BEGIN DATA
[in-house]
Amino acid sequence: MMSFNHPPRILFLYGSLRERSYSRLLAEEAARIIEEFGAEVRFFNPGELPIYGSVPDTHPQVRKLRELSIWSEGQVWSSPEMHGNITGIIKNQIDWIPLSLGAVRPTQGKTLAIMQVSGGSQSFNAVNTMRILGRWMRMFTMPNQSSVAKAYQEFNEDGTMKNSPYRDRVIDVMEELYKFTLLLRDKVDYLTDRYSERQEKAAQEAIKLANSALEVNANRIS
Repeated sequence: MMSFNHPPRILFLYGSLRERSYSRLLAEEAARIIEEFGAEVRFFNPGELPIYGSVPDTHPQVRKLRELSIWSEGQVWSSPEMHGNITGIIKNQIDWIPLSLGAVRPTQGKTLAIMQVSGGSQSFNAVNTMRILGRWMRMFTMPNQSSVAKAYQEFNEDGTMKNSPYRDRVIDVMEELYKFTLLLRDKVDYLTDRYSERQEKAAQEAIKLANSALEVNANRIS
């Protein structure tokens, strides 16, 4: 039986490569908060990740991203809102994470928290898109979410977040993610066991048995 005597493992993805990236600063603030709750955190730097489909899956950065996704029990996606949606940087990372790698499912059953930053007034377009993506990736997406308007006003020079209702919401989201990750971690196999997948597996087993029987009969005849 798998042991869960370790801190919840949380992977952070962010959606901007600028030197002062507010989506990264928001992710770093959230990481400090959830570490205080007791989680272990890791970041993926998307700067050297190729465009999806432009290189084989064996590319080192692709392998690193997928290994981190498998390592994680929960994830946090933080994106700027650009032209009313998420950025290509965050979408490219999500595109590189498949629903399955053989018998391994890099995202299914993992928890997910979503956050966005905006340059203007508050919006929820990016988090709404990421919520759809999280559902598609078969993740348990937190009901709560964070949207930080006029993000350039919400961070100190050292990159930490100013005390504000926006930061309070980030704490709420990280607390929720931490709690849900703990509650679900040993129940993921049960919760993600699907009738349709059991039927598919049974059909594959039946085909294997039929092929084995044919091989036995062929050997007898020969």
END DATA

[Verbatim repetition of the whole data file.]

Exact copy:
[in-house]
Amino acid sequence: MMSFNHPPRILFLYGSLRERSYSRLLAEEAARIIEEFGAEVRFFNPGELPIYGSVPDTHPQVRKLRELSIWSEGQVWSSPEMHGNITGIIKNQIDWIPLSLGAVRPTQGKTLAIMQVSGGSQSFNAVNTMRILGRWMRMFTMPNQSSVAKAYQEFNEDGTMKNSPYRDRVIDVMEELYKFTLLLRDKVDYLTDRYSERQEKAAQEAIKLANSALEVNANRIS
Repeated sequence: MMSFNHPPRILFLYGSLRERSYSRLLAEEAARIIEEFGAEVRFFNPGELPIYGSVPDTHPQVRKLRELSIWSEGQVWSSPEMHGNITGIIKNQIDWIPLSLGAVRPTQGKTLAIMQVSGGSQSFNAVNTMRILGRWMRMFTMPNQSSVAKAYQEFNEDGTMKNSPYRDRVIDVMEELYKFTLLLRDKVDYLTDRYSERQEKAAQEAIKLANSALEVNANRIS
């Protein structure tokens, strides 16, 4: 039986490569908060990740991203809102994470928290898109979410977040993610066991048995 005597493992993805990236600063603030709750955190730097489909899956950065996704029990996606949606940087990372790698499912059953930053007034377009993506990736997406308007006003020079209702919401989201990750971690196999997948597996087993029987009969005849 798998042991869960370790801190919840949380992977952070962010959606901007600028030197002062507010989506990264928001992710770093959230990481400090959830570490205080007791989680272990890791970041993926998307700067050297190729465009999806432009290189084989064996590319080192692709392998690193997928290994981190498998390592994680929960994830946090933080994106700027650009032209009313998420950025290509965050979408490219999500595109590189498949629903399955053989018998391994890099995202299914993992928890997910979503956050966005905006340059203007508050919006929820990016988090709404990421919520759809999280559902598609078969993740348990937190009901709560964070949207930080006029993000350039919400961070100190050292990159930490100013005390504000926006930061309070980030704490709420990280607390929720931490709690849900703990509650679900040993129940993921049960919760993600699907009738349709059991039927598919049974059909594959039946085909294997039929092929084995044919091989036995062929050997007898020969």